Cannabis sales in New Brunswick fall far short of expectations — and other provinces
New Brunswick sales per capita are lowest of all Atlantic provinces
Cannabis NB is on track to miss its own projections for the first half-year of legal recreational cannabis sales by as much as 50 per cent.
The Crown corporation's sales between Oct. 17 and Dec. 23 totalled $8.6 million, according to unaudited results released Friday.
Online sales revenues totalled just $400,000, while in-store sales revenues amounted to $8.2 million.
In the months leading up to legalization, projections were for sales of $272,700 per day over the first 165 days — a total of $45 million by March 30.
But actual results have been less than half of that — sales of just $126,500 per day as of Dec. 23 — the first 68 days of operations.
The financial results have been uniquely poor in New Brunswick, a report from Statistics Canada suggests.
On Wednesday, Statistics Canada reported sales over a shorter period — between Oct. 17 and Nov. 30 — totalled $5.2 million in New Brunswick, or about $6.76 per resident, over those two months.
Those are the lowest sales recorded in Atlantic Canada by a wide margin, 40 per cent less than per capita sales in Nova Scotia ($11.21) over the same period and 50 per cent lower than per capita sales in PEI ($13.59).
Not profitable this year
Cannabis NB's figures for its first 68 days in business include the first two days of operations, when a curious public bought nearly $1 million worth of product over 48 hours.
They also include most of the Christmas shopping season — a traditional high point for all retailers, including NB Liquor, of which Cannabis NB is a subsidiary.
In October, CEO Brian Harriman said achieving projected sales targets would only allow Cannabis NB to break even in its first year.
"We're looking at around $45 million in the first year — the first corporate year so between Oct. 17 and March 30 … we may break even, we may be slightly negative on a profit and loss perspective," Harriman said.
But with sales 54 per cent below projections so far, Cannabis NB general manager Lara Wood declined to comment on how much money the Crown corporation is losing.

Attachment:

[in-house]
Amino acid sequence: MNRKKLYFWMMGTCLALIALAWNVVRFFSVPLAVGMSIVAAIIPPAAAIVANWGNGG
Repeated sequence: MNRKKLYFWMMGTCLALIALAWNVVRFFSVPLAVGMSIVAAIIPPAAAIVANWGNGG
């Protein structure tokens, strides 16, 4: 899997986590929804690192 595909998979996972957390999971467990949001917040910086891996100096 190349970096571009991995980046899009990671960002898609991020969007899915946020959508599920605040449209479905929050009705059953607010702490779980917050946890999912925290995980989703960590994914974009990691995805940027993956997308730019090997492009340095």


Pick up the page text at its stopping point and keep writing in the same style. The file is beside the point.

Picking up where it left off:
"It's not realistic that we'll be profitable this year, but we do anticipate being profitable next year," Wood said.
Dried bud was the most popular product, according to Cannabis NB, representing 87 per cent of total sales.
Oils and capsule sales brought in $800,000, while accessories — like vaporizers, pipes, grinders, and papers - amounted to just $300,000.
Expenses for its board of directors and CEO amounted to $19,291.
The provincial cannabis authority has been plagued by unanticipated supply problems.
"There are multiple issues that are causing difficulties in getting product into the store," Wood said, including the time involved in manually applying excise stamps, packaging equipment that can't be automated, and lab-testing times.
Dozens of products remain sold out and unavailable at any of the 20 retail locations across the province.
Sales 'significantly' affected
The supply issues have had a "significant impact" on sales, Wood said, "not only in terms of the volume of product that we can access, but the breadth of product and the portfolio."
"Certainly there has been frustration with the supply issues," she said.
When customers come into the stores "they are looking for specific products, so there is lost opportunity there."
"What we also have seen is that when we have products, especially specific products, they are moving through really quickly and there is a strong demand for them," she said.
It's difficult to say what the supply problems have cost, Wood said, "because we don't have a normal supply situation to compare to, because everything is so new."
"The national supply shortage continues to be our biggest challenge," Harriman said in a release, adding that supply is "slowly moving in a positive direction."
Layoffs, decreased security
Earlier this month, Cannabis NB announced it had laid off about 60 workers across the province.
Workers, according to Harriman, each received about 100 hours of training before starting work in the stores.
Cannabis NB has also cancelled its third-party, temporary security contract.
"We were trying to understand if we did need a security presence in the stores," Wood said, "always with the understanding that we would evaluate it as we went."
The majority of laid-off employees were on seasonal contracts, but some part-time and full-time employees were also affected.
"At the beginning, to try to manage that expectation, we did bring in a lot of people on contract," Wood said.
"Certainly, if the scenario had been different, we would love to have kept those people on. They are all people that we would welcome back into the organization if things changed."
Still, Harriman said in a release, "we are pleased with how the stores and the experience have been received by customers as we enter in a new legalized channel of retail."
"The feedback we have received from customers about the education and the experience at Cannabis NB has been largely positive."
Despite that, sales have fallen far short of anticipated targets, Wood agreed.
"I'm glad that $8.6 million isn't in the black market," she said.
With files from Robert Jones